Accounting Firms Offer Specialty Services To Industry Segments

YOUNGSTOWN, Ohio – Kayla Emanuelson is a big fan of craft beer, and she likes being able to help breweries through the accounting firm where she works, Schroedel, Scullin & Bestic LLC in Canfield. 

About five years ago, she and fellow craft beer aficionado SSB principal Judy Sees launched a specialty within the firm to help brewers meet their needs.

“The craft brewery industry is just full of really good people, down-to-earth people,” Emanuelson says. “It’s neat to work with them in that way. I just really enjoy it.”   

The craft brewery specialty is several that area accounting firms have developed to meet the particular needs of clients in specific or niche industries.

The Business Journal reached out to professionals at SSB, Bodine Perry and HBK CPAs & Consultants to get a closer look.


Schroedel, Scullin & Bestic LLC has 10 clients in its craft brewery specialty and the firm is working on expanding that, including outside Ohio, Kayla Emanuelson, manager at SSB, says.

The practice grew out of an interest in craft brewing she shared with Sees, who also is president of the Ladies’ Beer Club of Youngstown, she recalls. They also recognized an opportunity for SSB, which has “a strong base” in manufacturing tax and accounting advice and consulting.

“Brewers manufacture beer,” Emanuelson says. While they are good at what they do, they might need help with accounting and tax issues.

Among the matters that might be discussed are entity structure and how the business might choose to be taxed.

“Another way that we can consult with them is on raising capital. It’s not uncommon to maybe start out with some kind of loan, or maybe they’re doing some equity raising,” she says. “We even have clients who have done crowdfunding as a unique source of raising revenue.”

Another way SSB has been able to help brewery clients is with the research and development tax credit – a tool many don’t even know exists, she reports.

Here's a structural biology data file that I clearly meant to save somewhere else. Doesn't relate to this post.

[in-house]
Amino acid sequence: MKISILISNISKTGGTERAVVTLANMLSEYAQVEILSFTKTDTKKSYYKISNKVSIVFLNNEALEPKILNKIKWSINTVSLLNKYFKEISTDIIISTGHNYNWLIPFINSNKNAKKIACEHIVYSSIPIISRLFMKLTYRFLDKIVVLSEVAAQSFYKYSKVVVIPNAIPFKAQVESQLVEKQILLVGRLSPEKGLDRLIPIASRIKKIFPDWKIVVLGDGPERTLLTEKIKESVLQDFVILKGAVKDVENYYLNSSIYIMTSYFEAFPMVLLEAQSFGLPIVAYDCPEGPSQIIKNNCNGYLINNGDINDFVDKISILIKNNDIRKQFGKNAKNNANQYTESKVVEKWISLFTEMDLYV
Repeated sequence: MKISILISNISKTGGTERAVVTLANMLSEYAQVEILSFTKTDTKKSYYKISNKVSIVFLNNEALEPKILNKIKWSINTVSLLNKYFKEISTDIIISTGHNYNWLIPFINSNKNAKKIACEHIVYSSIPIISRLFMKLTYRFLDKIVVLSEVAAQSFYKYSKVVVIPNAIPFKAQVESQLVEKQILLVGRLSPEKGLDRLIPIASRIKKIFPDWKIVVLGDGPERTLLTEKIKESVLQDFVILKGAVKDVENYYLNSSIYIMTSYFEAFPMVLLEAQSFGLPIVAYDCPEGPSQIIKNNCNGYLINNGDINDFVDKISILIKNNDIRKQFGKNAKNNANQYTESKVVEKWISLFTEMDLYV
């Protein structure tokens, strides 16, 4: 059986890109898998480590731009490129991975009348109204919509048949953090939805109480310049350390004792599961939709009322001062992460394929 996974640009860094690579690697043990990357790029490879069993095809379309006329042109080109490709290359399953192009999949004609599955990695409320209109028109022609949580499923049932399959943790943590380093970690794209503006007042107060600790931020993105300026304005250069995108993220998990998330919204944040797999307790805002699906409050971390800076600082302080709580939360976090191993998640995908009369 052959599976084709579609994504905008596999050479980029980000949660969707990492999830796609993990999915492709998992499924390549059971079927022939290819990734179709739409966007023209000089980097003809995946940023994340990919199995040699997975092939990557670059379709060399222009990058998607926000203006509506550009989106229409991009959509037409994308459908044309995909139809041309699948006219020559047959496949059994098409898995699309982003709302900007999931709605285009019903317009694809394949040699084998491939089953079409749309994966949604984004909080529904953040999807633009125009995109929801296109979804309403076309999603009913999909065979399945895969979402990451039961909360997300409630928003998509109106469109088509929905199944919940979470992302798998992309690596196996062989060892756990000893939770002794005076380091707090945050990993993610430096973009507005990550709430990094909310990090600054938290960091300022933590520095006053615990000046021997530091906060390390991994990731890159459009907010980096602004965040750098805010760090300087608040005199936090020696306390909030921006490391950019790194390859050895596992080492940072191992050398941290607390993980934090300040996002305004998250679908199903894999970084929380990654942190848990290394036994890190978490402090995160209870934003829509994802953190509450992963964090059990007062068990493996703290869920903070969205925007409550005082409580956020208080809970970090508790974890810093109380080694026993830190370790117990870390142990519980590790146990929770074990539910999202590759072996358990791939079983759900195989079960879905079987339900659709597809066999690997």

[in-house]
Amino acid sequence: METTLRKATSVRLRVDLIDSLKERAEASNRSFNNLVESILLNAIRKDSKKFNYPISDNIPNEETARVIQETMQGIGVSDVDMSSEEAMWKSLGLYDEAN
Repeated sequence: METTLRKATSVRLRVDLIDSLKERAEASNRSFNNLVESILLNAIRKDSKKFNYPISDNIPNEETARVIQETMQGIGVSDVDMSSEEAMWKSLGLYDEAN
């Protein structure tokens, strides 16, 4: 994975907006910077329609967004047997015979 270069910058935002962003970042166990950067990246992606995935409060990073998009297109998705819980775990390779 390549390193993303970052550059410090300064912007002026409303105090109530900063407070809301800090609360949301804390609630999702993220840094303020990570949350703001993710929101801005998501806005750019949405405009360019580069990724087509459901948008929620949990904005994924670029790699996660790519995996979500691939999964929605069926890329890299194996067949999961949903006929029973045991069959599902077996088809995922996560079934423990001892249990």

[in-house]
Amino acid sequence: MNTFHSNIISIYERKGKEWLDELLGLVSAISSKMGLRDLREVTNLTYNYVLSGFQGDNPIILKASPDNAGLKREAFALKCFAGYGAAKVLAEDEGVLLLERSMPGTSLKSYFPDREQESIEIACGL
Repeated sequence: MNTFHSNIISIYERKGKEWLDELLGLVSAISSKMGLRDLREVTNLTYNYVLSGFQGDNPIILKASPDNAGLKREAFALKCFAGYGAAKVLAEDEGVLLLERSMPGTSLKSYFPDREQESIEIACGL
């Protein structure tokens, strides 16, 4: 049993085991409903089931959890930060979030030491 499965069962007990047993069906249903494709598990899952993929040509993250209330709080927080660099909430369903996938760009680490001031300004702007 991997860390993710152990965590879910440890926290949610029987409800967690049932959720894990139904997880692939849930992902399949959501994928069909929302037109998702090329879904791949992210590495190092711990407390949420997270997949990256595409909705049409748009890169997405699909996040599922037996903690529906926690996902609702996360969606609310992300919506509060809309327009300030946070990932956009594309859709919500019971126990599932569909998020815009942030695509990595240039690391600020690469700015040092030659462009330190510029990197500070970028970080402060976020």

“Basically, as long as you are continuously working to improve your product or process, you generally can qualify for the R&D credit for some costs that you incur to do that,” she says. Brewers can qualify because they are “always in this process of experimentation,” whether working to develop new beers or implement a new bottling or canning line.

Additionally, SSB has matched its brewery industry services with its client accounting and advisory services, which handle internal functions such as bookkeeping and payroll, “taking a lot of that off their plate,” she says.


One of the practices that Bodine Perry, Canfield, specializes in is the employee retention credit, a payroll tax credit created as part of the Coronavirus Aid, Relief and Economic Security – or Cares – Act and modified a couple of times since then, Debbie Liggett-Dixon, partner and firm tax director, says.

“It’s like nothing I’ve ever seen in my 30-year career,” she says. “Any business that is not looking into it, if they have payroll in 2020 and 2021, should definitely be speaking to their business advisers about this.”

The credit has meant “millions of dollars” for businesses in this area, Laura Van Ness, Bodine Petty director of marketing, adds. “So, it’s a big deal around here,” she says.

For wages paid between March 13 and Dec 31, 2020, employers could receive a credit of 50% of qualified wages up to an annual wage limit of $10,000.

Qualifying employers included those required to fully or partially suspend operations because of a COVID-19 government order limiting commerce, travel or group meetings or a 50% decline in gross receipts for the calendar quarter compared to the same period in 2019.